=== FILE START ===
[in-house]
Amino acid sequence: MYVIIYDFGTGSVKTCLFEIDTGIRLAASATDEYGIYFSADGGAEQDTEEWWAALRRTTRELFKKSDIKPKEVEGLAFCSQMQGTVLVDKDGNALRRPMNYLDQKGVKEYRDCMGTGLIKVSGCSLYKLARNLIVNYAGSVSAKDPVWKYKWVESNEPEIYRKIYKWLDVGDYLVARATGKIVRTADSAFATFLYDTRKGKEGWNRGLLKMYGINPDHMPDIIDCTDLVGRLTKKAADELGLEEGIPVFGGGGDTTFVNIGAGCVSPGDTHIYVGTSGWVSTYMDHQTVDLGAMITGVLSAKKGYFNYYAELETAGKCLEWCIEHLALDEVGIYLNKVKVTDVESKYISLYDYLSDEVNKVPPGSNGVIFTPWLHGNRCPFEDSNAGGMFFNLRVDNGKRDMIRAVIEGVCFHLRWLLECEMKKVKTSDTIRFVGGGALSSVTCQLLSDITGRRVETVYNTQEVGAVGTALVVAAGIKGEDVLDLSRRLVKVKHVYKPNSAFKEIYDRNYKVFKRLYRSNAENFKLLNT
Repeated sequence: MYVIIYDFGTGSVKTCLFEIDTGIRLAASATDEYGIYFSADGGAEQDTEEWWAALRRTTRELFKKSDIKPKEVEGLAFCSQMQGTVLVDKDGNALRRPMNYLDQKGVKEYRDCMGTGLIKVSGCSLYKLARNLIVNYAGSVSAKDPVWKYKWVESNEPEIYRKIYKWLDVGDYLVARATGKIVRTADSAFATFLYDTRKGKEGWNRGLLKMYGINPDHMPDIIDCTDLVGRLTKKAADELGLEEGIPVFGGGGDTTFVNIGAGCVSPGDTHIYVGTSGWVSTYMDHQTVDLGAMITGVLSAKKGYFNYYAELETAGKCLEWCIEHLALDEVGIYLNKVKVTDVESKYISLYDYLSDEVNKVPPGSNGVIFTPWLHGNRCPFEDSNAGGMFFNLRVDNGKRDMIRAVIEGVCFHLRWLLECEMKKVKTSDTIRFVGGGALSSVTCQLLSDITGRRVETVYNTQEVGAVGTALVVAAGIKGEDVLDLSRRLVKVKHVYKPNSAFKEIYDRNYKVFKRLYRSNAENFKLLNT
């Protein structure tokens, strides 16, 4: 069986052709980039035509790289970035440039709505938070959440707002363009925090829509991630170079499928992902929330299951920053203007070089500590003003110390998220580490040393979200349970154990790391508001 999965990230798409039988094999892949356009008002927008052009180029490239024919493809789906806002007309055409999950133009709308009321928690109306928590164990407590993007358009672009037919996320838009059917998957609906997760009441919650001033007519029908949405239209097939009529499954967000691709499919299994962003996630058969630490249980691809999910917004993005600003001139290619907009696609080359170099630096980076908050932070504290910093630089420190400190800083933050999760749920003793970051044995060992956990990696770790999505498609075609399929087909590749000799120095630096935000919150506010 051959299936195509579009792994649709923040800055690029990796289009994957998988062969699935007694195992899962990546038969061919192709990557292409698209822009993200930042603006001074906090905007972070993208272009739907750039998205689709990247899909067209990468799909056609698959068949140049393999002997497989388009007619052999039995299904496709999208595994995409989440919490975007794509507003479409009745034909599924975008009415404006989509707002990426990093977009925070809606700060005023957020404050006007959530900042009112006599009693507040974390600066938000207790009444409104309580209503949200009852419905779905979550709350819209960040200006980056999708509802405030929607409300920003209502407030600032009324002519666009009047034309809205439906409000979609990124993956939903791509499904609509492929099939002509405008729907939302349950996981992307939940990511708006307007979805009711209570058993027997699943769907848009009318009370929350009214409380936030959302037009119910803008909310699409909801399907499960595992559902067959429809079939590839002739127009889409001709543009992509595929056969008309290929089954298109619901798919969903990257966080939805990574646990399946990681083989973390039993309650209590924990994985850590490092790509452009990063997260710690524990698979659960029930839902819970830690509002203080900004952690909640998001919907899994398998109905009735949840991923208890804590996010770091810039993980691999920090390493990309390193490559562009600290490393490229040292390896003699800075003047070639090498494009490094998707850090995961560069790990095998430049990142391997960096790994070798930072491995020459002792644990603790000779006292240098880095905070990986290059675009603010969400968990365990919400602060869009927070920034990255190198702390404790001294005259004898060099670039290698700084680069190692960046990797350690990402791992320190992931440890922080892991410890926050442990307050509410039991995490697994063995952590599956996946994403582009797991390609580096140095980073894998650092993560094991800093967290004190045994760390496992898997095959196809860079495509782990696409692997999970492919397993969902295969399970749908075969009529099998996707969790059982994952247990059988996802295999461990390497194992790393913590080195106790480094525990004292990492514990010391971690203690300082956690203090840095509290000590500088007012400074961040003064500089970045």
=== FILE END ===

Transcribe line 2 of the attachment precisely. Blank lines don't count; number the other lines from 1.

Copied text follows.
Amino acid sequence: MYVIIYDFGTGSVKTCLFEIDTGIRLAASATDEYGIYFSADGGAEQDTEEWWAALRRTTRELFKKSDIKPKEVEGLAFCSQMQGTVLVDKDGNALRRPMNYLDQKGVKEYRDCMGTGLIKVSGCSLYKLARNLIVNYAGSVSAKDPVWKYKWVESNEPEIYRKIYKWLDVGDYLVARATGKIVRTADSAFATFLYDTRKGKEGWNRGLLKMYGINPDHMPDIIDCTDLVGRLTKKAADELGLEEGIPVFGGGGDTTFVNIGAGCVSPGDTHIYVGTSGWVSTYMDHQTVDLGAMITGVLSAKKGYFNYYAELETAGKCLEWCIEHLALDEVGIYLNKVKVTDVESKYISLYDYLSDEVNKVPPGSNGVIFTPWLHGNRCPFEDSNAGGMFFNLRVDNGKRDMIRAVIEGVCFHLRWLLECEMKKVKTSDTIRFVGGGALSSVTCQLLSDITGRRVETVYNTQEVGAVGTALVVAAGIKGEDVLDLSRRLVKVKHVYKPNSAFKEIYDRNYKVFKRLYRSNAENFKLLNT